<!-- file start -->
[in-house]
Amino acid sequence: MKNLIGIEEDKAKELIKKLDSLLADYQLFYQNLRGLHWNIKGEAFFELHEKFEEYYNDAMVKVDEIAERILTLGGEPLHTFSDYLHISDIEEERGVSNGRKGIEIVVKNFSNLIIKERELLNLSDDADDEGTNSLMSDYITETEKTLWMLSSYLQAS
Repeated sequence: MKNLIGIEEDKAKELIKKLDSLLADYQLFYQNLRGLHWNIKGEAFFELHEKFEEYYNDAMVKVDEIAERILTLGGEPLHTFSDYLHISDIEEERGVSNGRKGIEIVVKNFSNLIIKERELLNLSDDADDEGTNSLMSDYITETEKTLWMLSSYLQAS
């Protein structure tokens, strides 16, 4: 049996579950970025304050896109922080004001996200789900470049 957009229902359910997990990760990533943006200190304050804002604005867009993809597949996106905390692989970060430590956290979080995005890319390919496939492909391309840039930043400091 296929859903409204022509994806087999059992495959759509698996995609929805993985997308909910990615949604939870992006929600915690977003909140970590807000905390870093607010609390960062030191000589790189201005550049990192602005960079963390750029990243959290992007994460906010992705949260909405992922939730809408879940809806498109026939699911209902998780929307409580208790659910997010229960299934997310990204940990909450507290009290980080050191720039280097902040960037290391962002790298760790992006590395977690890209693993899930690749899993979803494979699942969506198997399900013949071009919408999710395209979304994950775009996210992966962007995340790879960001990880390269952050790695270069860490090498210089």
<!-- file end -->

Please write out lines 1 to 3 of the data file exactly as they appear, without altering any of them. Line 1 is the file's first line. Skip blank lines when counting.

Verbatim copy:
[in-house]
Amino acid sequence: MKNLIGIEEDKAKELIKKLDSLLADYQLFYQNLRGLHWNIKGEAFFELHEKFEEYYNDAMVKVDEIAERILTLGGEPLHTFSDYLHISDIEEERGVSNGRKGIEIVVKNFSNLIIKERELLNLSDDADDEGTNSLMSDYITETEKTLWMLSSYLQAS
Repeated sequence: MKNLIGIEEDKAKELIKKLDSLLADYQLFYQNLRGLHWNIKGEAFFELHEKFEEYYNDAMVKVDEIAERILTLGGEPLHTFSDYLHISDIEEERGVSNGRKGIEIVVKNFSNLIIKERELLNLSDDADDEGTNSLMSDYITETEKTLWMLSSYLQAS